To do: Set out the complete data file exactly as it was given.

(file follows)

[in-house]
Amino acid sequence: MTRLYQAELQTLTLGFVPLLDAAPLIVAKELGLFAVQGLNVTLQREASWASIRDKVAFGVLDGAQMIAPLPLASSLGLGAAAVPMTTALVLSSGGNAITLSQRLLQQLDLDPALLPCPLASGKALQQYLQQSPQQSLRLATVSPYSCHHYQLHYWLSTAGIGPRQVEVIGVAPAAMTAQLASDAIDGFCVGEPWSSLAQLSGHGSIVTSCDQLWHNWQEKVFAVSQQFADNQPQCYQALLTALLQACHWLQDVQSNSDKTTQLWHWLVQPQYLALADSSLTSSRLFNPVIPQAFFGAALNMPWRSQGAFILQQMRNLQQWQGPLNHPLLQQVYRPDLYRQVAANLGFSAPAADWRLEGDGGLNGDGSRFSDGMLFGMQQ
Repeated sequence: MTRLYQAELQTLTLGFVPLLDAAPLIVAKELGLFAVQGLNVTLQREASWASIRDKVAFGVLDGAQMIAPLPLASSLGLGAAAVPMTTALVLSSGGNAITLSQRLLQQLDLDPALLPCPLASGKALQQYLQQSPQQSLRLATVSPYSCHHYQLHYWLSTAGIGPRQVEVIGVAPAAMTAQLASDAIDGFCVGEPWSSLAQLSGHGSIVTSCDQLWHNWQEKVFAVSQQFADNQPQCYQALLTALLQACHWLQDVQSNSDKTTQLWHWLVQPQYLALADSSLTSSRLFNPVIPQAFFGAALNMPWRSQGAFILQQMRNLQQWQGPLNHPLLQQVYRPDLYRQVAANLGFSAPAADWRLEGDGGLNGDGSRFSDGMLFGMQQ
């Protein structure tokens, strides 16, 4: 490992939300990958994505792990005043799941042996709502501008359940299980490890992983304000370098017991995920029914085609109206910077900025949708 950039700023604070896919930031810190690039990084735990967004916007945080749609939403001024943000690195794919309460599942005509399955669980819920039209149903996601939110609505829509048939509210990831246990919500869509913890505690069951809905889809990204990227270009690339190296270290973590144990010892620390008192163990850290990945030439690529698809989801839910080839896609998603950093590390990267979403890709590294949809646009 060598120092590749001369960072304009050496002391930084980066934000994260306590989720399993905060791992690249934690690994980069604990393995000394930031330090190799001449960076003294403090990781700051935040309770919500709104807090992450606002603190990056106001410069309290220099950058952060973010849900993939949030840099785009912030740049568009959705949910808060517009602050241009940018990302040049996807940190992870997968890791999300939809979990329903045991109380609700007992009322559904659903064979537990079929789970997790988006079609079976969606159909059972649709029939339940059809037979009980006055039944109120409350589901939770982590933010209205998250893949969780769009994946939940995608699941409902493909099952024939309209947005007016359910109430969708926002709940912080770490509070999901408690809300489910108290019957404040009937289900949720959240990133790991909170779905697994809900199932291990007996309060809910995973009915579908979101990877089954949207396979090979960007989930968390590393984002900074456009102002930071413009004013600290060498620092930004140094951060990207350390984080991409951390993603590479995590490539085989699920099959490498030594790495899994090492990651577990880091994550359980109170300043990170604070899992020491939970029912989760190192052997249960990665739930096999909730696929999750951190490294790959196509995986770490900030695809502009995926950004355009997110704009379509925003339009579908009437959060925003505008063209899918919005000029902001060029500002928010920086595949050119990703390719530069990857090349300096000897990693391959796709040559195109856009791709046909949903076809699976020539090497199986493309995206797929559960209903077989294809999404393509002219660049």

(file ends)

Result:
[in-house]
Amino acid sequence: MTRLYQAELQTLTLGFVPLLDAAPLIVAKELGLFAVQGLNVTLQREASWASIRDKVAFGVLDGAQMIAPLPLASSLGLGAAAVPMTTALVLSSGGNAITLSQRLLQQLDLDPALLPCPLASGKALQQYLQQSPQQSLRLATVSPYSCHHYQLHYWLSTAGIGPRQVEVIGVAPAAMTAQLASDAIDGFCVGEPWSSLAQLSGHGSIVTSCDQLWHNWQEKVFAVSQQFADNQPQCYQALLTALLQACHWLQDVQSNSDKTTQLWHWLVQPQYLALADSSLTSSRLFNPVIPQAFFGAALNMPWRSQGAFILQQMRNLQQWQGPLNHPLLQQVYRPDLYRQVAANLGFSAPAADWRLEGDGGLNGDGSRFSDGMLFGMQQ
Repeated sequence: MTRLYQAELQTLTLGFVPLLDAAPLIVAKELGLFAVQGLNVTLQREASWASIRDKVAFGVLDGAQMIAPLPLASSLGLGAAAVPMTTALVLSSGGNAITLSQRLLQQLDLDPALLPCPLASGKALQQYLQQSPQQSLRLATVSPYSCHHYQLHYWLSTAGIGPRQVEVIGVAPAAMTAQLASDAIDGFCVGEPWSSLAQLSGHGSIVTSCDQLWHNWQEKVFAVSQQFADNQPQCYQALLTALLQACHWLQDVQSNSDKTTQLWHWLVQPQYLALADSSLTSSRLFNPVIPQAFFGAALNMPWRSQGAFILQQMRNLQQWQGPLNHPLLQQVYRPDLYRQVAANLGFSAPAADWRLEGDGGLNGDGSRFSDGMLFGMQQ
């Protein structure tokens, strides 16, 4: 490992939300990958994505792990005043799941042996709502501008359940299980490890992983304000370098017991995920029914085609109206910077900025949708 950039700023604070896919930031810190690039990084735990967004916007945080749609939403001024943000690195794919309460599942005509399955669980819920039209149903996601939110609505829509048939509210990831246990919500869509913890505690069951809905889809990204990227270009690339190296270290973590144990010892620390008192163990850290990945030439690529698809989801839910080839896609998603950093590390990267979403890709590294949809646009 060598120092590749001369960072304009050496002391930084980066934000994260306590989720399993905060791992690249934690690994980069604990393995000394930031330090190799001449960076003294403090990781700051935040309770919500709104807090992450606002603190990056106001410069309290220099950058952060973010849900993939949030840099785009912030740049568009959705949910808060517009602050241009940018990302040049996807940190992870997968890791999300939809979990329903045991109380609700007992009322559904659903064979537990079929789970997790988006079609079976969606159909059972649709029939339940059809037979009980006055039944109120409350589901939770982590933010209205998250893949969780769009994946939940995608699941409902493909099952024939309209947005007016359910109430969708926002709940912080770490509070999901408690809300489910108290019957404040009937289900949720959240990133790991909170779905697994809900199932291990007996309060809910995973009915579908979101990877089954949207396979090979960007989930968390590393984002900074456009102002930071413009004013600290060498620092930004140094951060990207350390984080991409951390993603590479995590490539085989699920099959490498030594790495899994090492990651577990880091994550359980109170300043990170604070899992020491939970029912989760190192052997249960990665739930096999909730696929999750951190490294790959196509995986770490900030695809502009995926950004355009997110704009379509925003339009579908009437959060925003505008063209899918919005000029902001060029500002928010920086595949050119990703390719530069990857090349300096000897990693391959796709040559195109856009791709046909949903076809699976020539090497199986493309995206797929559960209903077989294809999404393509002219660049």